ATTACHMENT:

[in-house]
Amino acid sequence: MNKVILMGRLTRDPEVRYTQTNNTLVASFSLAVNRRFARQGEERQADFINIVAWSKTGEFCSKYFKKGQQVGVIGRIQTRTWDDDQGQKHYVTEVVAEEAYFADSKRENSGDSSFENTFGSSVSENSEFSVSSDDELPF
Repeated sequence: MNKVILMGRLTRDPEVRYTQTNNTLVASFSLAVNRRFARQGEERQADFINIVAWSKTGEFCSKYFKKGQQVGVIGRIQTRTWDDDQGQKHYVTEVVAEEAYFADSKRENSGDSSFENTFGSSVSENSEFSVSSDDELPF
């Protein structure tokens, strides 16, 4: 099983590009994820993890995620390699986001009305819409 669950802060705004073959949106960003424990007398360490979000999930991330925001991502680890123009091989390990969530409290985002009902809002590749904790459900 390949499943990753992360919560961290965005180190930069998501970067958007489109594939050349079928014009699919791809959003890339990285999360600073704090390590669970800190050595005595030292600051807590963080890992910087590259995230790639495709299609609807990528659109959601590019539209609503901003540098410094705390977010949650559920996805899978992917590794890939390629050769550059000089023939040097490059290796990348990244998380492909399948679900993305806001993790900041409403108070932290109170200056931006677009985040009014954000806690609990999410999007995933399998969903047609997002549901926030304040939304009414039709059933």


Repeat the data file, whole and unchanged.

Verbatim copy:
[in-house]
Amino acid sequence: MNKVILMGRLTRDPEVRYTQTNNTLVASFSLAVNRRFARQGEERQADFINIVAWSKTGEFCSKYFKKGQQVGVIGRIQTRTWDDDQGQKHYVTEVVAEEAYFADSKRENSGDSSFENTFGSSVSENSEFSVSSDDELPF
Repeated sequence: MNKVILMGRLTRDPEVRYTQTNNTLVASFSLAVNRRFARQGEERQADFINIVAWSKTGEFCSKYFKKGQQVGVIGRIQTRTWDDDQGQKHYVTEVVAEEAYFADSKRENSGDSSFENTFGSSVSENSEFSVSSDDELPF
């Protein structure tokens, strides 16, 4: 099983590009994820993890995620390699986001009305819409 669950802060705004073959949106960003424990007398360490979000999930991330925001991502680890123009091989390990969530409290985002009902809002590749904790459900 390949499943990753992360919560961290965005180190930069998501970067958007489109594939050349079928014009699919791809959003890339990285999360600073704090390590669970800190050595005595030292600051807590963080890992910087590259995230790639495709299609609807990528659109959601590019539209609503901003540098410094705390977010949650559920996805899978992917590794890939390629050769550059000089023939040097490059290796990348990244998380492909399948679900993305806001993790900041409403108070932290109170200056931006677009985040009014954000806690609990999410999007995933399998969903047609997002549901926030304040939304009414039709059933």